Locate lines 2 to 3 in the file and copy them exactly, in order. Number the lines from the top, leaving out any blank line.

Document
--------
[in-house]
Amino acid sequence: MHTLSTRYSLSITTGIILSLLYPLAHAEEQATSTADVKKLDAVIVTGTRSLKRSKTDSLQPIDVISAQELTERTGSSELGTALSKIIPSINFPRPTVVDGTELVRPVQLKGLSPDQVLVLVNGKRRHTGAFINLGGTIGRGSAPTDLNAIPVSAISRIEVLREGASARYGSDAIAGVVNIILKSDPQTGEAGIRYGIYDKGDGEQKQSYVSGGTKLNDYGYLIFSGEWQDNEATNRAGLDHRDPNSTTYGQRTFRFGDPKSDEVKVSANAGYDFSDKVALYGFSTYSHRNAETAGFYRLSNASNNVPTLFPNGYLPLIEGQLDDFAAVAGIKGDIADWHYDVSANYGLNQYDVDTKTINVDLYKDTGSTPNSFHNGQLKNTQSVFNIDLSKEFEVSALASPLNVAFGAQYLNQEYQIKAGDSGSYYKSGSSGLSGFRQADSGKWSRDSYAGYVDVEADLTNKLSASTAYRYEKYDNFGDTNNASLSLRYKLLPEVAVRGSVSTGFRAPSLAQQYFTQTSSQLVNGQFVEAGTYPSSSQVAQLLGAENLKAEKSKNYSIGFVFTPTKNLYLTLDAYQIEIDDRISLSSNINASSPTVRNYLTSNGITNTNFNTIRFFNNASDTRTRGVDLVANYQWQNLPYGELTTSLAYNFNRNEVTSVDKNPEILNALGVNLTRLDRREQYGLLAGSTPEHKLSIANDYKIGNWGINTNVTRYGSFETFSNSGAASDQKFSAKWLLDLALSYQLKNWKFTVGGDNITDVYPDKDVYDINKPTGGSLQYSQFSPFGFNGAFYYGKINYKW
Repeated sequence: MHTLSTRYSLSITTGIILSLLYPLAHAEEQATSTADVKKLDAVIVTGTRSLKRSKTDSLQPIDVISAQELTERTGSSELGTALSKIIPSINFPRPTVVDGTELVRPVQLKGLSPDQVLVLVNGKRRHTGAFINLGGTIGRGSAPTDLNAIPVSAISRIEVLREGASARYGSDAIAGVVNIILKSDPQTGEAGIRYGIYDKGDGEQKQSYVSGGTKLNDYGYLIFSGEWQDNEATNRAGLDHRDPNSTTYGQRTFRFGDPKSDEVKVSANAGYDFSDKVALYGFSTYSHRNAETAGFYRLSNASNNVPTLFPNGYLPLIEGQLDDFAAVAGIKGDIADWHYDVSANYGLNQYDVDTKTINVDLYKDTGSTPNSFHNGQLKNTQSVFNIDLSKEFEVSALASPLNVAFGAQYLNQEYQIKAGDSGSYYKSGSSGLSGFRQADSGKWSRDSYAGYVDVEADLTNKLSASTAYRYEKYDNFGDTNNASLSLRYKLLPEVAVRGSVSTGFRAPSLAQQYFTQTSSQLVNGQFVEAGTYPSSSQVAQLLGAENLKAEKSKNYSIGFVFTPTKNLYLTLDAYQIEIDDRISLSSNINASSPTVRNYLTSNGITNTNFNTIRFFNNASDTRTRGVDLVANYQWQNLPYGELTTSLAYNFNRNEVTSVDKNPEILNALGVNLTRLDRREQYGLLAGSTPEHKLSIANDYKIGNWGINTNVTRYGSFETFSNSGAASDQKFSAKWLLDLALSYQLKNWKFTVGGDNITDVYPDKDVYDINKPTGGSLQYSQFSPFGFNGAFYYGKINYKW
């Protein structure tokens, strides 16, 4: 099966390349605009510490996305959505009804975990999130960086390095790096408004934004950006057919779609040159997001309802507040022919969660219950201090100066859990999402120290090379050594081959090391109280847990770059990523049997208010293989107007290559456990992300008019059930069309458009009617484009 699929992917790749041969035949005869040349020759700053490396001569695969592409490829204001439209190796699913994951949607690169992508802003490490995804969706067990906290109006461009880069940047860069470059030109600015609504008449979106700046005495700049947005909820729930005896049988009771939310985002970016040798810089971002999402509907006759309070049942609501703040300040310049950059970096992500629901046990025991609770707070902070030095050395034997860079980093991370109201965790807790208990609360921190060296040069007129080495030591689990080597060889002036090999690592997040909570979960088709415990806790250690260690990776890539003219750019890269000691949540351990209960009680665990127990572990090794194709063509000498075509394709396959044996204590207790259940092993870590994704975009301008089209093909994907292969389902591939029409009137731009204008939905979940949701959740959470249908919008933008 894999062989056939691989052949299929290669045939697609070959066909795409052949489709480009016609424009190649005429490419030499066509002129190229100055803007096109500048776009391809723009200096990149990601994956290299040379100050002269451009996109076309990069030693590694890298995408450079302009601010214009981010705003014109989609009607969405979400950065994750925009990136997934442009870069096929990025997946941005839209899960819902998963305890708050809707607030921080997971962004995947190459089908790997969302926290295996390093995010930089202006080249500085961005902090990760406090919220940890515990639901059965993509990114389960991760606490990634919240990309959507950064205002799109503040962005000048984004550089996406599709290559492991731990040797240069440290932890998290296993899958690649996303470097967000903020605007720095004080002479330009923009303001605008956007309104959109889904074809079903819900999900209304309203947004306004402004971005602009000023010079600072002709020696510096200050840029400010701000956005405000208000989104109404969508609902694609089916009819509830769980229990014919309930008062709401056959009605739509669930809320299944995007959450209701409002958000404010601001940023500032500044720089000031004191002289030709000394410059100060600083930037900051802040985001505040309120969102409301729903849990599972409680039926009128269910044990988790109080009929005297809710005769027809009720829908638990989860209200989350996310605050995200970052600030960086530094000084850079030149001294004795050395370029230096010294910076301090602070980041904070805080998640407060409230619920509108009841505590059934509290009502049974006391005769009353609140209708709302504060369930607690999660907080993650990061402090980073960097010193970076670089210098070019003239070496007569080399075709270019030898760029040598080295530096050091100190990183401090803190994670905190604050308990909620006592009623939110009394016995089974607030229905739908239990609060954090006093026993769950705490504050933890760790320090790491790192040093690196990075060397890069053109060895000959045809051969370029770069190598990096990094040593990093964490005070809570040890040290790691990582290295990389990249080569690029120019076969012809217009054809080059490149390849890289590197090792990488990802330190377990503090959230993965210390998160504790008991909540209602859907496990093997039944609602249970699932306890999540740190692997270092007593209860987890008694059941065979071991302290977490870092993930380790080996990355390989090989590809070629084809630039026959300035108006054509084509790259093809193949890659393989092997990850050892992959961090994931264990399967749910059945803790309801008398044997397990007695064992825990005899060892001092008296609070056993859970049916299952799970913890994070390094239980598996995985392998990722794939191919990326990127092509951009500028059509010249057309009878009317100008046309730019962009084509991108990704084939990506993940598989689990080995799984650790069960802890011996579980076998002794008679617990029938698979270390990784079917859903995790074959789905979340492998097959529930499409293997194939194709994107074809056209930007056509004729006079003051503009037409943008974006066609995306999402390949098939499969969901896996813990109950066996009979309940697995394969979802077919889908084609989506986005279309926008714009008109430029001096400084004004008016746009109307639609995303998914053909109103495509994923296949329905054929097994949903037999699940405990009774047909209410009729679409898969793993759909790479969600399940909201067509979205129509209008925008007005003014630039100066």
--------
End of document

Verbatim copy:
Amino acid sequence: MHTLSTRYSLSITTGIILSLLYPLAHAEEQATSTADVKKLDAVIVTGTRSLKRSKTDSLQPIDVISAQELTERTGSSELGTALSKIIPSINFPRPTVVDGTELVRPVQLKGLSPDQVLVLVNGKRRHTGAFINLGGTIGRGSAPTDLNAIPVSAISRIEVLREGASARYGSDAIAGVVNIILKSDPQTGEAGIRYGIYDKGDGEQKQSYVSGGTKLNDYGYLIFSGEWQDNEATNRAGLDHRDPNSTTYGQRTFRFGDPKSDEVKVSANAGYDFSDKVALYGFSTYSHRNAETAGFYRLSNASNNVPTLFPNGYLPLIEGQLDDFAAVAGIKGDIADWHYDVSANYGLNQYDVDTKTINVDLYKDTGSTPNSFHNGQLKNTQSVFNIDLSKEFEVSALASPLNVAFGAQYLNQEYQIKAGDSGSYYKSGSSGLSGFRQADSGKWSRDSYAGYVDVEADLTNKLSASTAYRYEKYDNFGDTNNASLSLRYKLLPEVAVRGSVSTGFRAPSLAQQYFTQTSSQLVNGQFVEAGTYPSSSQVAQLLGAENLKAEKSKNYSIGFVFTPTKNLYLTLDAYQIEIDDRISLSSNINASSPTVRNYLTSNGITNTNFNTIRFFNNASDTRTRGVDLVANYQWQNLPYGELTTSLAYNFNRNEVTSVDKNPEILNALGVNLTRLDRREQYGLLAGSTPEHKLSIANDYKIGNWGINTNVTRYGSFETFSNSGAASDQKFSAKWLLDLALSYQLKNWKFTVGGDNITDVYPDKDVYDINKPTGGSLQYSQFSPFGFNGAFYYGKINYKW
Repeated sequence: MHTLSTRYSLSITTGIILSLLYPLAHAEEQATSTADVKKLDAVIVTGTRSLKRSKTDSLQPIDVISAQELTERTGSSELGTALSKIIPSINFPRPTVVDGTELVRPVQLKGLSPDQVLVLVNGKRRHTGAFINLGGTIGRGSAPTDLNAIPVSAISRIEVLREGASARYGSDAIAGVVNIILKSDPQTGEAGIRYGIYDKGDGEQKQSYVSGGTKLNDYGYLIFSGEWQDNEATNRAGLDHRDPNSTTYGQRTFRFGDPKSDEVKVSANAGYDFSDKVALYGFSTYSHRNAETAGFYRLSNASNNVPTLFPNGYLPLIEGQLDDFAAVAGIKGDIADWHYDVSANYGLNQYDVDTKTINVDLYKDTGSTPNSFHNGQLKNTQSVFNIDLSKEFEVSALASPLNVAFGAQYLNQEYQIKAGDSGSYYKSGSSGLSGFRQADSGKWSRDSYAGYVDVEADLTNKLSASTAYRYEKYDNFGDTNNASLSLRYKLLPEVAVRGSVSTGFRAPSLAQQYFTQTSSQLVNGQFVEAGTYPSSSQVAQLLGAENLKAEKSKNYSIGFVFTPTKNLYLTLDAYQIEIDDRISLSSNINASSPTVRNYLTSNGITNTNFNTIRFFNNASDTRTRGVDLVANYQWQNLPYGELTTSLAYNFNRNEVTSVDKNPEILNALGVNLTRLDRREQYGLLAGSTPEHKLSIANDYKIGNWGINTNVTRYGSFETFSNSGAASDQKFSAKWLLDLALSYQLKNWKFTVGGDNITDVYPDKDVYDINKPTGGSLQYSQFSPFGFNGAFYYGKINYKW